John Wanjohi

Boeing I beleive it's time for your turn around. Please do look after the families of the 346 from the Max accidents. You will rise to be the aviation giant you are and always will be. Keep working and invest in research and development in preparation for your bright future ahead. Keep safety at the core of your mondus operandi. Good calls on the delays to B777X first flight. Safety first.


So they keep putting new “better” hacks to already hacked airframe/engines hack.

Andrew Richards

Strange how this comes at the end of a week when another Aviation Press report mentioned the third quarter, so Airlines would miss the Summer peak season.
Also it comes at a time when Boeing, America’s favourite company has no narrow body production revenue, the 747 line is crawling, 767s are freighters for FedEx or problems for U.S.A.F. There are problems with the new 777 and slow sales of the current versions of the 777, so all Boeing has that is trouble free is the 787.
So are we now seeing the same thing again where certification is going to be pushed through quickly to help Boeing.


Boeing’s market share will continue to decrease as Airbus eats Boeing’s lunch. The 737 should have gone the way of the 727 5 years ago.


It’s a mirage, it will never fly again but they are scared to admit it. The plane is flawed and Software won’t make it any safer.


If Washington state still had a U.S. Senator like the late Henry Jackson, the 737 MAX never would’ve been grounded. Anywhere.


I don”t think that this timeline will be as planned, due to the seriousness and complexity of the matter. Safety is a top serious and complicated issue and, in this case, with those 2 fatal accidents, maybe it will be necessary to check and re-check and be absolutely confident that no other big problem arises. In many cases, bad image is not easy to be changed!!


I didn’t see any sort of indication that the FAA was saying before mid year? The article’s assumptions are predicated on what? Even if they approved the plane for flight tomorrow, it will take months to update the planes, train pilots and do necessary maintenance to return them to flight. I think someone is being quite optimistic here?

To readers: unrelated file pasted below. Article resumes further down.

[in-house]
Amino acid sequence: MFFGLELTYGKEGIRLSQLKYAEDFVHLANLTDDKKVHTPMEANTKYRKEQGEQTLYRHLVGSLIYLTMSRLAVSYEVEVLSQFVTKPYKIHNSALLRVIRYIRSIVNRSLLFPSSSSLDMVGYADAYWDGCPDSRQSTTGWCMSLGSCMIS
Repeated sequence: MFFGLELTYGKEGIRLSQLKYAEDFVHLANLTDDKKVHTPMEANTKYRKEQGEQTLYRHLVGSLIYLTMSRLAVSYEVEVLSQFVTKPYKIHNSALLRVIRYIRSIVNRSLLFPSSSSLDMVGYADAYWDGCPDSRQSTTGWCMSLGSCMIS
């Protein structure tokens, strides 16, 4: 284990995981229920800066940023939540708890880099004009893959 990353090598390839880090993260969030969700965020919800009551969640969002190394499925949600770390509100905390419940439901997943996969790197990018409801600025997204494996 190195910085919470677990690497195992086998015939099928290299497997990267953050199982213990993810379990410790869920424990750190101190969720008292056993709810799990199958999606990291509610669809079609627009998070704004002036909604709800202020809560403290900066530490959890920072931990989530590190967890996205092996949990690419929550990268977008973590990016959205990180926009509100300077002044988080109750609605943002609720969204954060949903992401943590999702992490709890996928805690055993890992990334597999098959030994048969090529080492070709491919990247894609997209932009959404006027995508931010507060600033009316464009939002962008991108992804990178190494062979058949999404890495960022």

Software updates ????????? w*f !!!!!


In my view Boeing have patched the MAX to the max, Max and I have not heard they have done anything about redesigning the instabilities and fixed them aerodynamically. I’m assuming the fixes are some better indicators, some trim switch change, some software. Where is the fix to the trim wheel size? Why would they now rely on just two AOA sensors that do go wrong in service. How many times will the new MCAS activate, how long, how much travel and what do they mean by “once” per ?. So there will be new training on how to handle mad MAX when it goes wrong, because at some point things will go wrong again. I just hope next time that doesn’t result in a crash again. Surely Boeing and the FAA will prevent that – or can they? What is the point of the current stall characteristics regulations if Boeing is able to keep building airliners that don’t conform? I’m not going, Boeing.


Poor choice of words from Boeing. Expects, envisages, anticipates would be more appropriate choice of words

Brandon Martinez

Ya’ll remember the Dehavilland comet? the worldwide fleet had to be grounded while they worked out it’s issues and it re-entered service with a refreshed design and served reliably with airlines into the 1970’s. Granted they didn’t have all of the fancy equipment and software we have now, but I still have confidence in it for the same reason.